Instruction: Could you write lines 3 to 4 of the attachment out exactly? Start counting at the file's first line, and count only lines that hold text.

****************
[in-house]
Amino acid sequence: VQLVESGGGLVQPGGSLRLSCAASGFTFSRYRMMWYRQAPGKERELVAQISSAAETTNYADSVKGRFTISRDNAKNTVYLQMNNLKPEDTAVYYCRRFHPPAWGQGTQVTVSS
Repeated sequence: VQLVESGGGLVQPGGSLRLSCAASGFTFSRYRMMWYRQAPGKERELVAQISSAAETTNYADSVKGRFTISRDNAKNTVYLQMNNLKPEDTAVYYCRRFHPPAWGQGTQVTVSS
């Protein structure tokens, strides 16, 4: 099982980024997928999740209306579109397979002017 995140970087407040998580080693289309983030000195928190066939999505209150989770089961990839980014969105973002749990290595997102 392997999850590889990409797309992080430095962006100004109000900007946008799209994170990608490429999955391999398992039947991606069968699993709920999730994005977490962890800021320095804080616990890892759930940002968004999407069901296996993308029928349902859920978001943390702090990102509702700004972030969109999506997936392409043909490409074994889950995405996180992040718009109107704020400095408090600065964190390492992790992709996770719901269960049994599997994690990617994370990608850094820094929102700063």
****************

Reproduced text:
Repeated sequence: VQLVESGGGLVQPGGSLRLSCAASGFTFSRYRMMWYRQAPGKERELVAQISSAAETTNYADSVKGRFTISRDNAKNTVYLQMNNLKPEDTAVYYCRRFHPPAWGQGTQVTVSS
């Protein structure tokens, strides 16, 4: 099982980024997928999740209306579109397979002017 995140970087407040998580080693289309983030000195928190066939999505209150989770089961990839980014969105973002749990290595997102 392997999850590889990409797309992080430095962006100004109000900007946008799209994170990608490429999955391999398992039947991606069968699993709920999730994005977490962890800021320095804080616990890892759930940002968004999407069901296996993308029928349902859920978001943390702090990102509702700004972030969109999506997936392409043909490409074994889950995405996180992040718009109107704020400095408090600065964190390492992790992709996770719901269960049994599997994690990617994370990608850094820094929102700063």